- I must catch the fish on a fly and a fly rod. The Moosehead Lake trout that took my trolled Gray Ghost therefore counts. I had put an asterisk beside the Salmon River steelhead I caught on an eleven-foot noodle rod, about an ounce of split shot, and an egg pattern, and I was uncomfortable about it until I caught one on my old 7-weight and an unweighted stonefly nymph.
- I must actually be fishing for that species when I catch it. The flounder that somehow managed to eat the Clouser I was casting for stripers on the Monomy flats did not count. With my life list in mind, I immediately announced that I was thenceforth fishing for flounder, but I all I could catch for the rest of the day was a bunch of stripers.
- It’s my list, so I’m the one who decides whether a fish is “new” or not. I say a steelhead is different from a rainbow trout, and an Atlantic salmon is not a landlocked salmon, regardless of their scientific taxonomies. Likewise, I count subspecies as separate fish if I can identify them as such. Snake River and Yellowstone cutthroats, easily distinguished, are two separate fish on my list. On the other hand, I’ve probably caught more than one strain of brown trout, but since I can’t tell them apart, they count as just one fish on my list.
Until a few minutes ago, I had never written down my life list or counted the number of fish on it. But if you mentioned a species to me, like Jon with his birds, I could instantly tell you if I’d ever caught one, and, for the rare or difficult ones, where and when I caught my first, and biggest, and most recent one.
Mike theorizes that list-keeping is a growing-old thing. It’s less about remembering what you’ve done and more about continuing to have goals. He says he climbs different mountains because it gives him an excuse to visit new places and to seek new challenges. Life, he says, is all about accumulating experiences, and every new mountain is a new experience for him. Keeping a list of the mountains he’s climbed-the short gentle ones equally with the tall dangerous ones-and adding to it regularly is his way of assuring himself that he hasn’t stopped living.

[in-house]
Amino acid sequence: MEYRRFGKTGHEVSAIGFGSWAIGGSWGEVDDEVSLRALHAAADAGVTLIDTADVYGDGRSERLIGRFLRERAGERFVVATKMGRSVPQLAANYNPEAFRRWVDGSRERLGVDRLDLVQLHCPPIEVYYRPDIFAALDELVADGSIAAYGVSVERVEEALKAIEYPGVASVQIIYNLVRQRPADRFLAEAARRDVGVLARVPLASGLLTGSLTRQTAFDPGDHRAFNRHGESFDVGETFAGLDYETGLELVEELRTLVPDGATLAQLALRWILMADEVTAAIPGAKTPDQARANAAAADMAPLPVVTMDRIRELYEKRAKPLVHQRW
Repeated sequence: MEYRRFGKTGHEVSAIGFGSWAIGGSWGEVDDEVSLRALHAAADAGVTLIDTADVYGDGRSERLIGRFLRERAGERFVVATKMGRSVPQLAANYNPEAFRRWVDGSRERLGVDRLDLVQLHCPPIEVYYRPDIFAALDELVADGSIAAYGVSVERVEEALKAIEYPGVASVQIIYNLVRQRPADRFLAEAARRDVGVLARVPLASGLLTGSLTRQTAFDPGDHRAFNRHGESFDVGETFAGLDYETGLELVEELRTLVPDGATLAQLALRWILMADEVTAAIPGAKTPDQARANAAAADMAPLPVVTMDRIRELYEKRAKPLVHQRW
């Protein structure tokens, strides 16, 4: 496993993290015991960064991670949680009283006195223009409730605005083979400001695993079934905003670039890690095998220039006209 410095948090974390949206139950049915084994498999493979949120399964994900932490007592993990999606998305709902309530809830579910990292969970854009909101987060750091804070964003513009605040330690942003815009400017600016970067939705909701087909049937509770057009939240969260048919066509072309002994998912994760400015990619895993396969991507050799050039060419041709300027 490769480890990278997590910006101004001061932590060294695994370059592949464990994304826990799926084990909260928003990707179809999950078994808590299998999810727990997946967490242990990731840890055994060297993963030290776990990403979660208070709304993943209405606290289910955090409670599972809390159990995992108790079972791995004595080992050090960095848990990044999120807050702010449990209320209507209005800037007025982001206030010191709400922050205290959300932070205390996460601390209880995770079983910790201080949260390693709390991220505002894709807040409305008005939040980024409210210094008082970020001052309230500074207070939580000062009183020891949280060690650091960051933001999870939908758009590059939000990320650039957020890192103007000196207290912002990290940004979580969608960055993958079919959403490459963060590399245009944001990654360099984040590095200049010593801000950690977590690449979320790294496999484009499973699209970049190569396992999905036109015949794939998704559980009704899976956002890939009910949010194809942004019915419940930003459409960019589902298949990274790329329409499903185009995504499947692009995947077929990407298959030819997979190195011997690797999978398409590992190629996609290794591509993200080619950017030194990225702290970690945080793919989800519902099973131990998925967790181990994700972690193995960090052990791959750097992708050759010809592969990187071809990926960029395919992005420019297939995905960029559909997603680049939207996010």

That’s pretty much how I feel about fish.
Those close calls with permit and barracuda still haunt me. I traveled far for the chance to catch them, and I failed. Don’t get me wrong. I had a lot of fun casting to them and seeing them take my fly and feeling them rip line off my reel. I suppose if I were a better man, that would’ve been enough.
I can’t help it. I really wanted to add them to my list.
Ron Avery’s secret Kamloops spot turned out to be a one-acre farm pond. The fields were mowed right down to the water’s edge, and a wooden casting platform extended out over the water. There was a picnic table and a charcoal grill, an outhouse, and a tool shed. Not what you’d call a remote mountain lake.
But a Kamloops was a Kamloops, and I’d never caught one. Ron swore this little pond was full of them.
So I walked out to the end of the platform, tied on a black Woolly Bugger, and cast it halfway across the pond. I let it sink to the top of the sunken weedbed, and then twitched it back.
Ron and Marshall were casting, too. I saw a few flashes down among the weeds, and once or twice I thought those flashes might’ve been behind my fly. We all kept changing flies, but after fifteen or twenty minutes, no rods had bent.
Ron went to the shed, picked up a tin can, and came out on the casting platform with me. “Watch this,” he said, and he reached into the can and tossed a handful of pellets into the water.
Abruptly the surface began to boil with feeding trout. Now I could see that these Kamloops were nice fish. Seventeen or eighteen inches, it looked like.
I cast my bugger out among those frenzied rainbows, gave it a twitch, and held on.
After a few minutes, the feeding frenzy subsided.
Okay, I thought. They are trout. They feed selectively. Here on this pond, yellowish pellets the size of double-ought buckshot are hatching. Match the hatch.
I tied on a plump size 18 Gold-ribbed Hare’s Ear.
“Give ’em more pellets,” I told Ron.
He did, and again the surface churned with hungry trout.
I flicked out the little nymph and let it sink. I watched my leader, and when it twitched, I tightened, and my rod bent in half. The fish slashed back and forth across the little pond, and when I finally cradled him in my hand, I thought he might’ve looked a little different from other rainbows I’d caught.
I slipped him back into the water, reeled up, and put down my rod. Mission accomplished. I’d added a Kamloops to my life list.
Now it was time to think about carp.
* * *
Check out these great e-books by William G. Tapply (available on all formats including iPad, Kindle, Mobi, etc.):
- Sportsman’s Legacy: A Rich Memoir of a Man’s Life with His Great Sportsman Father, His Beloved Family, and His Adored Brittany,
- Bitch Creek: A Novel, and
- Death at Charity’s Point (The Brady Coyne Mysteries Book 1).